Influencer bankrupted over massive debt
She hoodwinked investors by cooking the books of her wellness website, now glamorous social media influencer Bianca Cheah has been declared bankrupt.
In 2019, the NSW Supreme Court ordered Ms Cheah and her husband Simon Chalmers to pay the former Australian boss of investment bank Lazard Garren Cronin and his wife Emma more than $1 million after engaging in "misleading or deceptive conduct".
Ms Cheah, who moved to Los Angeles from Sydney in 2016, and Mr Chalmers were found to have inflated the revenue of their digital publishing, marketing and advertising business, Sporteluxe, using income she got from the International Management Group for work as a model and influencer.
The court accepted the Cronins' claim that they relied on the dodgy revenue figures in deciding to buy $1.07m worth of shares in Sporteluxe in 2017.
That civil legal action was brought via Mr Cronin's private business Cadence Investments.
Ms Cheah and Mr Chalmers did not defend the proceedings, saying they did not have the "financial means" to do so after running up big medical bills after complications during the birth of their first child.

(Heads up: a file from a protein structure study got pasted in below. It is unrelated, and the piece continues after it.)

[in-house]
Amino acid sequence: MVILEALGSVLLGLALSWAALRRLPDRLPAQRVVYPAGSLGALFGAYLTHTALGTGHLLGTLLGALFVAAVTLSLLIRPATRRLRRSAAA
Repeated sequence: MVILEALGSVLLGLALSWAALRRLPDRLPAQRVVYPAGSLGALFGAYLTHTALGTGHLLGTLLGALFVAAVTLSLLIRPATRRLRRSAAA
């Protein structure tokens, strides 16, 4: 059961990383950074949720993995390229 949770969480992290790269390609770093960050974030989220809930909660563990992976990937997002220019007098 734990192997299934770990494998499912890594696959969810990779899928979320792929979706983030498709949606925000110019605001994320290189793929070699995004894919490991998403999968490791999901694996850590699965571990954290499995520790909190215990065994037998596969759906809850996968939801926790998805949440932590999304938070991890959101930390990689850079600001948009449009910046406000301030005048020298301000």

Neither of them has been criminally charged.
In September 2019, Cadence was issued with a bankruptcy notice against Ms Cheah.
She was served in LA on February 16 last year and given 21 days to pay.
On February 19, Ms Cheah, who has 1.2m Facebook followers, flew to Australia with her six-month-old son to visit family.
She left on March 9 - which was the deadline to clear the debt to Cadence - without having paid.
"Ms Cheah did not comply with the requirements of the bankruptcy notice," the Federal Circuit Court said in a recently published judgment.
"That means Ms Cheah committed an act of bankruptcy on 9 March 2020, being the last day by which she could have complied with the requirements of the bankruptcy notice."
The court ordered her estate be sequestrated, meaning she is now bankrupt.
Her estate will be administered by a trustee, PKF's Bradley Tonks, for the benefit of creditors.
Mr Cronin told The Daily Telegraph he hoped Mr Tonks would have a better chance of "tracking down the debts.
Ms Cheah and Mr Chalmers' lawyer said the potential for an appeal was being explored.
"The continued goal is to reach an amicable resolution in the future," the lawyer said.
Mr Tonks noted that "bankrupts are afforded the opportunity to seek a review of bankruptcy orders".
He said while he couldn't go "into the specifics, I am not aware of any such application" by Ms Cheah.
Originally published as Influencer bankrupted over $1m+ debt